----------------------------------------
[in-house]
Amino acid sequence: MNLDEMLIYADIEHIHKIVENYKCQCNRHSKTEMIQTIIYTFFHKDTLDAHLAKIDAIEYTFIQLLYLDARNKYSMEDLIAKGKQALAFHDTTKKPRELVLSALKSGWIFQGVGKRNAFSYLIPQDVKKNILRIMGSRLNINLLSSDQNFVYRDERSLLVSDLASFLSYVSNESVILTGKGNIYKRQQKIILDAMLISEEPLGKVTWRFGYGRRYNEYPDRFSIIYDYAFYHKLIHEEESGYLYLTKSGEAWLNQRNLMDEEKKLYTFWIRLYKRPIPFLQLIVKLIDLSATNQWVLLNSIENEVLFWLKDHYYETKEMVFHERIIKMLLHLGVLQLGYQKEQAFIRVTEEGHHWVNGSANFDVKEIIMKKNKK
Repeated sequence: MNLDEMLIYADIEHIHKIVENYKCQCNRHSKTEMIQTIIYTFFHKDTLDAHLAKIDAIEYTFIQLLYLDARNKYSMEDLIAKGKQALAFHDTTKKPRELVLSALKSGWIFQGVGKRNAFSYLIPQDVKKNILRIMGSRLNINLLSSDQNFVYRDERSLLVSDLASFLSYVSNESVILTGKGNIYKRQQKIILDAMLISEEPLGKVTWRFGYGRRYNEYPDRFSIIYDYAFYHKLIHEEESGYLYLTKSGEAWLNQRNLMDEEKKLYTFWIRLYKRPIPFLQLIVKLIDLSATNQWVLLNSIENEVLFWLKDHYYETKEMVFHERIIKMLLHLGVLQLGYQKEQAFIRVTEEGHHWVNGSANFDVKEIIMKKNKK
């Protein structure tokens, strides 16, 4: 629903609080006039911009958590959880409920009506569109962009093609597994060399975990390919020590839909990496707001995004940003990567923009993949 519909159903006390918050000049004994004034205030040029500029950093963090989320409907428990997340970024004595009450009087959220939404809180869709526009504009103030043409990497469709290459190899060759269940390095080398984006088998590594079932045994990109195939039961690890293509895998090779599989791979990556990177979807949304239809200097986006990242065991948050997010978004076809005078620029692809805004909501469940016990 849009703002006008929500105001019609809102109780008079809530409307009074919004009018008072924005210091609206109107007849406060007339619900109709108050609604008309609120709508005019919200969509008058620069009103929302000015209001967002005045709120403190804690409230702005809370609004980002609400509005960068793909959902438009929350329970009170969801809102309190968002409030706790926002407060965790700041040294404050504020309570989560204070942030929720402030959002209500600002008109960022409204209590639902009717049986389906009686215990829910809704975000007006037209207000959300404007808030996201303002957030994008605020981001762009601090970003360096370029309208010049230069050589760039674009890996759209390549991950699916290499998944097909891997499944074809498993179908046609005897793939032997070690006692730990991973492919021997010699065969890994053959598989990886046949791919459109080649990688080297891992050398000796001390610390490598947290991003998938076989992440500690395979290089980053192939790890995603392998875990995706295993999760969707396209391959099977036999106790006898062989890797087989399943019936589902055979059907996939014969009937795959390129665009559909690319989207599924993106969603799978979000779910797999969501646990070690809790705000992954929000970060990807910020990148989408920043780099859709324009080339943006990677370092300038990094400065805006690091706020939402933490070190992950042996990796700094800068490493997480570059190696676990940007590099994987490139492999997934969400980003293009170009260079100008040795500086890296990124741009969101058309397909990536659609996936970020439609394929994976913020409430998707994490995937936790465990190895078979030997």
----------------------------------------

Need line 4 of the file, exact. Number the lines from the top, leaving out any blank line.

């Protein structure tokens, strides 16, 4: 629903609080006039911009958590959880409920009506569109962009093609597994060399975990390919020590839909990496707001995004940003990567923009993949 519909159903006390918050000049004994004034205030040029500029950093963090989320409907428990997340970024004595009450009087959220939404809180869709526009504009103030043409990497469709290459190899060759269940390095080398984006088998590594079932045994990109195939039961690890293509895998090779599989791979990556990177979807949304239809200097986006990242065991948050997010978004076809005078620029692809805004909501469940016990 849009703002006008929500105001019609809102109780008079809530409307009074919004009018008072924005210091609206109107007849406060007339619900109709108050609604008309609120709508005019919200969509008058620069009103929302000015209001967002005045709120403190804690409230702005809370609004980002609400509005960068793909959902438009929350329970009170969801809102309190968002409030706790926002407060965790700041040294404050504020309570989560204070942030929720402030959002209500600002008109960022409204209590639902009717049986389906009686215990829910809704975000007006037209207000959300404007808030996201303002957030994008605020981001762009601090970003360096370029309208010049230069050589760039674009890996759209390549991950699916290499998944097909891997499944074809498993179908046609005897793939032997070690006692730990991973492919021997010699065969890994053959598989990886046949791919459109080649990688080297891992050398000796001390610390490598947290991003998938076989992440500690395979290089980053192939790890995603392998875990995706295993999760969707396209391959099977036999106790006898062989890797087989399943019936589902055979059907996939014969009937795959390129665009559909690319989207599924993106969603799978979000779910797999969501646990070690809790705000992954929000970060990807910020990148989408920043780099859709324009080339943006990677370092300038990094400065805006690091706020939402933490070190992950042996990796700094800068490493997480570059190696676990940007590099994987490139492999997934969400980003293009170009260079100008040795500086890296990124741009969101058309397909990536659609996936970020439609394929994976913020409430998707994490995937936790465990190895078979030997």